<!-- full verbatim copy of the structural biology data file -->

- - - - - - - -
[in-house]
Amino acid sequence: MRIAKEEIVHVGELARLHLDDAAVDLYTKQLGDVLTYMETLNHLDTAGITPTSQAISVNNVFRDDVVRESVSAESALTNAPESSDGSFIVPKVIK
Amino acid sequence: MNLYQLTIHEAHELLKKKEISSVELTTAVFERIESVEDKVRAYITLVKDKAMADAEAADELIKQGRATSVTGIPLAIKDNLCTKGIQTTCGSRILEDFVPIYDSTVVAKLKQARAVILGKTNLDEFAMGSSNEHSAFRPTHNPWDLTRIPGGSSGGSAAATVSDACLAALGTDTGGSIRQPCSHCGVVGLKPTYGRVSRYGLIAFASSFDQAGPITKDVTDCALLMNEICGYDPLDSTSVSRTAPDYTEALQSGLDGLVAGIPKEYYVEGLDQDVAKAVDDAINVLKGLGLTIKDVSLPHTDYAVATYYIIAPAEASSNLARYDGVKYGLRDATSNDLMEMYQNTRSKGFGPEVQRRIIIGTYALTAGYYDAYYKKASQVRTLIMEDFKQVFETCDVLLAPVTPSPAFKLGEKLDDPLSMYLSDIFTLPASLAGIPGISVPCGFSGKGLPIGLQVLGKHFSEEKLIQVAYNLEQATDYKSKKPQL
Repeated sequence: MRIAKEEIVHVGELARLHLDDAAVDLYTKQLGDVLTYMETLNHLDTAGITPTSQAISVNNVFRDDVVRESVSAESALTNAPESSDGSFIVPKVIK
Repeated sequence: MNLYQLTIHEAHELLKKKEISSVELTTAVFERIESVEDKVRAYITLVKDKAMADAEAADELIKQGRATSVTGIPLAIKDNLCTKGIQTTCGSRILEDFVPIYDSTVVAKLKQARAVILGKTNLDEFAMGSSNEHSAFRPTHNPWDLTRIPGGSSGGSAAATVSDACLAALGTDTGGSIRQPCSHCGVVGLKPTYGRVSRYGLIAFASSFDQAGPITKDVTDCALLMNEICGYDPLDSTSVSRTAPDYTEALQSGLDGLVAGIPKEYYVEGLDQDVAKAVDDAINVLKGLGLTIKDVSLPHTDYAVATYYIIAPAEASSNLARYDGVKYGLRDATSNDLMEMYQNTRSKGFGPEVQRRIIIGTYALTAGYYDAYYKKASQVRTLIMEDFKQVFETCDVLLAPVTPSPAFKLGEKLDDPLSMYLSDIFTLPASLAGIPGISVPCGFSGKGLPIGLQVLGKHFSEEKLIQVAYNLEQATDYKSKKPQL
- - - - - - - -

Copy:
[in-house]
Amino acid sequence: MRIAKEEIVHVGELARLHLDDAAVDLYTKQLGDVLTYMETLNHLDTAGITPTSQAISVNNVFRDDVVRESVSAESALTNAPESSDGSFIVPKVIK
Amino acid sequence: MNLYQLTIHEAHELLKKKEISSVELTTAVFERIESVEDKVRAYITLVKDKAMADAEAADELIKQGRATSVTGIPLAIKDNLCTKGIQTTCGSRILEDFVPIYDSTVVAKLKQARAVILGKTNLDEFAMGSSNEHSAFRPTHNPWDLTRIPGGSSGGSAAATVSDACLAALGTDTGGSIRQPCSHCGVVGLKPTYGRVSRYGLIAFASSFDQAGPITKDVTDCALLMNEICGYDPLDSTSVSRTAPDYTEALQSGLDGLVAGIPKEYYVEGLDQDVAKAVDDAINVLKGLGLTIKDVSLPHTDYAVATYYIIAPAEASSNLARYDGVKYGLRDATSNDLMEMYQNTRSKGFGPEVQRRIIIGTYALTAGYYDAYYKKASQVRTLIMEDFKQVFETCDVLLAPVTPSPAFKLGEKLDDPLSMYLSDIFTLPASLAGIPGISVPCGFSGKGLPIGLQVLGKHFSEEKLIQVAYNLEQATDYKSKKPQL
Repeated sequence: MRIAKEEIVHVGELARLHLDDAAVDLYTKQLGDVLTYMETLNHLDTAGITPTSQAISVNNVFRDDVVRESVSAESALTNAPESSDGSFIVPKVIK
Repeated sequence: MNLYQLTIHEAHELLKKKEISSVELTTAVFERIESVEDKVRAYITLVKDKAMADAEAADELIKQGRATSVTGIPLAIKDNLCTKGIQTTCGSRILEDFVPIYDSTVVAKLKQARAVILGKTNLDEFAMGSSNEHSAFRPTHNPWDLTRIPGGSSGGSAAATVSDACLAALGTDTGGSIRQPCSHCGVVGLKPTYGRVSRYGLIAFASSFDQAGPITKDVTDCALLMNEICGYDPLDSTSVSRTAPDYTEALQSGLDGLVAGIPKEYYVEGLDQDVAKAVDDAINVLKGLGLTIKDVSLPHTDYAVATYYIIAPAEASSNLARYDGVKYGLRDATSNDLMEMYQNTRSKGFGPEVQRRIIIGTYALTAGYYDAYYKKASQVRTLIMEDFKQVFETCDVLLAPVTPSPAFKLGEKLDDPLSMYLSDIFTLPASLAGIPGISVPCGFSGKGLPIGLQVLGKHFSEEKLIQVAYNLEQATDYKSKKPQL